GCSE number grades explained and what to do if you fail on results day (2024)

Thousands of students are eagerly anticipating their GCSE results which will be published for pupils inEngland,WalesandNorthern Irelandon 12 August.

Students are graded on a numerical system from 9 to 1, rather than from A to E, after the system changed from letters to numbers in 2018.

Ofqual believes the numerical grading system helps to better differentiate between students and their abilities.

The exam body says that in theory there will be fewer 9s as 9, 8 and 7 all correspond to the top grades of A* and A, separating students at the top end of the spectrum.

In a normal year, GSCE grades in most subjects are dependent on exams but this year, as was the case in 2020, pupils have not sat exams due to the pandemic.

Instead, their teachers have been given the responsibility to award grades.

But what are the new grades?

The numerical grading scheme was brought in at the same time as a new GCSE curriculum in England.

The highest grade awarded is 9, with the lowest being 1, not including ungraded marks (U).

To help better differentiate the top grades, 9, 8 and 7 correspond to the previous top grades of A* and A.

The numerical grades were designed by former Education Secretary Michael Gove as a way to counter grade inflation at the top end, with A and A* grades now split between three result brackets.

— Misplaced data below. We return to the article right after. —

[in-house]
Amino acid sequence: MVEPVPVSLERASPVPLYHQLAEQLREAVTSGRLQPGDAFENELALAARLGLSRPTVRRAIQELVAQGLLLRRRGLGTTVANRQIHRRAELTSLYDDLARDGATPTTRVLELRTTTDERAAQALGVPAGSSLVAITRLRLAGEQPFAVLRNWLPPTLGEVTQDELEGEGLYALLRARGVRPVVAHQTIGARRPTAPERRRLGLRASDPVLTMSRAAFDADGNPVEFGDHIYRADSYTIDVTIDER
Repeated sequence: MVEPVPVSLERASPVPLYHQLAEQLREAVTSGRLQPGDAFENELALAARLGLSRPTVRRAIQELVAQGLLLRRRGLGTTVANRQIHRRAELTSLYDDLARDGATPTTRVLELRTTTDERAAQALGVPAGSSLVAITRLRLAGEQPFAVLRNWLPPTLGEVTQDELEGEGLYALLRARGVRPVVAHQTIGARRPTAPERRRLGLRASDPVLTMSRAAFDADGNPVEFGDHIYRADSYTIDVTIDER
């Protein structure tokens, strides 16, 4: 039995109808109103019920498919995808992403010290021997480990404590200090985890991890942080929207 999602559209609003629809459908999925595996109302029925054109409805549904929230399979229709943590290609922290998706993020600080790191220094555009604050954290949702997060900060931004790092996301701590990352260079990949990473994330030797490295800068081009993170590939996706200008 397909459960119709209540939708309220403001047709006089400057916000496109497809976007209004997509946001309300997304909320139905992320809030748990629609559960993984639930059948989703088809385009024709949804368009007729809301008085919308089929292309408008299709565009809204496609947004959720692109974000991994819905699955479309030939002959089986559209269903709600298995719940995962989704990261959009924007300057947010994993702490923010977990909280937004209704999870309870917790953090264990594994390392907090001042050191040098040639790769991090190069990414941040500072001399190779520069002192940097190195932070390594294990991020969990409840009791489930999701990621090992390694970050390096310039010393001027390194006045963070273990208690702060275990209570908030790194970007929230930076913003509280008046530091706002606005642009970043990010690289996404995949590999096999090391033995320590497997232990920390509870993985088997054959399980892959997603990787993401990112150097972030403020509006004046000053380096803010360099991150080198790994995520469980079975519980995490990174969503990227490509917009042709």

A 4 is broadly being compared to a C grade, although Ofqual warns against “direct comparisons and overly simplistic descriptions”.

It says that, broadly, the same proportion of teenagers will get a grade four and above as used to get a grade C or above.

What is a GCSE pass now?

Pupils previously needed a C grade in order to pass a GCSE exam. The new grading scheme has two pass marks – a standard pass is 4 and a strong pass is 5.

This means that students who get 4s across all modules will pass their exams.

However, many sixth forms will require a minimum of 5s and 6s as a condition of entry.

GCSE number grades explained and what to do if you fail on results day (1)

What if you fail Maths or English?

Appeal your grades

Due to the unprecedented circ*mstances caused by the pandemic, there has been quite some focus on making sure students aren’t at a disadvantage due to Covid-19.

Pupils can appeal grades through their school as individual establishments will have their own processes.

Resit your exams

Should students fail Maths or English, meaning getting a grade below 4, resitting is compulsory.

If a student wants a higher mark than a pass in Maths and English – 4 or above – they may have the possibility to resit an exam.

When can I resit Maths and English?

Students who achieved a grade 1, 2, or 3, or who are unhappy with their grade, can choose to sit an examination in the autumn term.

Pupils have the opportunity to resit GSCE exams in November 2021, including in Maths and English.

Should they need more time to study, students also have the possibility to resit exams in January 2022.

Students will again have the possibility to appeal or ask for a remark if unhappy with their resit results.

Will schools and colleges still accept me if I failed a course?

To study A-Levels, generally students need a minimum of five GCSEs graded between 4 and 9, including Maths and English.

Pupils who fail one or two subjects should still find they are accepted on courses, as most schools and colleges will let people study GCSEs alongside A-Levels.

GCSE number grades explained and what to do if you fail on results day (2024)
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